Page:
While cruising around for ideas, I stumbled on this recipe as part of Food Network’s annual January tradition of peppering their site with mostly healthy options. I loooooove me some salmon and in 2012 we tried a different recipe roasting it in the oven (or maybe it was more with the oven’s broiler, anywho) and really enjoyed it. Since this current choice seemed to fit my must-make-yummy-foods-quickly mantra, away we went!
What we’re doing here, basically, folks, is giving our salmon a nice, warm blankie of tastiness. It’s cold out, we’re needing some warmth and by GOSH, our salmon does, too!
OK, so the funny part is when I looked back at our photos to edit it them and swank-i-fy them in Lightroom, I realized we put in the parsley I got for a different recipe instead of the cilantro needed for this one. Gotta love it! Thing is, though, you can certainly use parsley if you prefer. The Italian flat-leaf variety has really grow on me over the last year.
In yonder bowl, above, is the blanket saucy stuff we’re going to spread over the salmon. It’s dijon mustard, light mayo and maple syrup….or what I like to now call mustard sauce, now that we’ve actually made this and tasted it. In recipes that call for mustard in a sauce or mixed into the main dish, I will sometimes pull back on said mustard. For me, it’s sometimes overpowering and tends to block out other flavors or just sits there on my tongue going memememememeohme!
And that’s what happened this time. It’s a personal taste and preference type thing. You might really enjoy the amount of mustard in this recipe, but next time I’ll pull back on it some, maybe add more mayo and syrup. I realize mustard was likely the main player because it’s a fat free food, but…whatevs.
Line up your salmon pieces like the good wittle fishy soldiers they are and sprinkle them with salt and pepper to taste. The recipe suggests these center cut pieces shown here, but I will likely go with an end cut next time simply because I don’t mind my salmon being a little more on the crisp side, and end pieces will get that way quite nicely. I will also, next time (This post is one big note for NEXT TIME.), broil the fish a little first, to let the top get that nice crispness to it. I think the innate flavor of salmon comes through better when the top gets a slight crust to it. Maybe I’m weird – and that’s OK!
Let the slathering commence!
At this point, you just slide that baking sheet into the oven and bake for about 12 minutes. We did ours about that long and for the most part it was nicely done, still just slightly underdone in the middle as salmon is usually prepared in restaurants, though the piece Sis Blogging Partner and I shared could’ve used a little more time even on one edge. Judge for yourself. Obviously if you prefer salmon more well-done, cook it for a few minutes longer. Center cut pieces will tend to stay more moist, so it’s probably not going to hurt if you go three or four minutes more. End cut pieces are thinner, so do a shorter cook time on those. If it flakes, it’s baked!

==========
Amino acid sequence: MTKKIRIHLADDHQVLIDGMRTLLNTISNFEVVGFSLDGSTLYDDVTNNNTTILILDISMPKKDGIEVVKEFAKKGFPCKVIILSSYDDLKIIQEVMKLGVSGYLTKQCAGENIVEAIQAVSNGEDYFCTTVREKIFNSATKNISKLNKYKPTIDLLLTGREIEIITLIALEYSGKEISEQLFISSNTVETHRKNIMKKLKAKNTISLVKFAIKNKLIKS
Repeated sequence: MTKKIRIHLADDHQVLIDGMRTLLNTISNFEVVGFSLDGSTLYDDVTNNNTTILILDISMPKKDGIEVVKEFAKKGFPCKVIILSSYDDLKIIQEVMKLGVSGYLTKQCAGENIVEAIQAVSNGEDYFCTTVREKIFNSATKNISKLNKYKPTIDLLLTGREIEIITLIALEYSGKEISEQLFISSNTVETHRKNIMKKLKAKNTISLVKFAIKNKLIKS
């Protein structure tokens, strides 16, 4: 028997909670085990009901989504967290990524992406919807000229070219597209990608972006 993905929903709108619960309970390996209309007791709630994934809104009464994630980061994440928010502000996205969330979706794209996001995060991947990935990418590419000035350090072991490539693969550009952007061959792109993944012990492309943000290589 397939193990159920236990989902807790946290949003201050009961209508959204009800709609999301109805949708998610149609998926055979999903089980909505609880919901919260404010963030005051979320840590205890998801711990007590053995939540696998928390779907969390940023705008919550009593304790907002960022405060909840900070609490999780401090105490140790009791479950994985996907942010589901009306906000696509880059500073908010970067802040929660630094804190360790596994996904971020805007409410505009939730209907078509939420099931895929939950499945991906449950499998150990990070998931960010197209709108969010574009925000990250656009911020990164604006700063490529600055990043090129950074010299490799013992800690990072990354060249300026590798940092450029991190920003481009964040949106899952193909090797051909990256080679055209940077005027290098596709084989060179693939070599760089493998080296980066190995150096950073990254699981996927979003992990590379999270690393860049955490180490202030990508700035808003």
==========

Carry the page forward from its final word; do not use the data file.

Is it just me…or does anyone else notice the mustache shape made by the side of the salmon? I’ve never noticed this before! And I’ve eaten a lot of apparently mustache-shaped salmon filets! Anyway, this recipe as is is decent. I admit disappointment with the mustard blanket we put on top, but this is a a simple matter of taste and easily adjusted next time. What the recipe does do is reinforce my belief in baked salmon, a method that is very convenient and fast. While nothing does it quite like grilled salmon, roasting in the oven is at least very tasty and worthy of repeating as well.
Mustard-Maple Roasted Salmon
from Food Network Kitchens via FoodNetwork.com
Prep Time: 10 minutes Cook Time: about 12-15 minutes Level: Easy Serves: 4
- 2 tablespoons Dijon mustard
- 2 tablespoons finely chopped fresh cilantro
- 1 tablespoon light mayonnaise
- 2 teaspoons pure maple syrup
- Four 5-ounce skinless center-cut salmon fillets
- Kosher salt and freshly ground black pepper
Preheat the oven to 400 degrees F. Line a rimmed baking sheet with aluminum foil.
Mix together the mustard, 1 tablespoon of the cilantro, the mayonnaise and maple syrup in a bowl. Put the salmon fillets on the baking sheet and sprinkle with 1/4 teaspoon each salt and pepper. Spread some of the mustard mixture evenly over each fillet.
Bake until just cooked through, 10 to 12 minute. Sprinkle with the remaining 1 tablespoon cilantro and serve.
If you don’t want the salmon skins to stick, spray your foil lightly with nonstick cooking spray or brush lightly with olive oil.
As said above, experiment with the mixture that goes on the salmon and make it to your taste.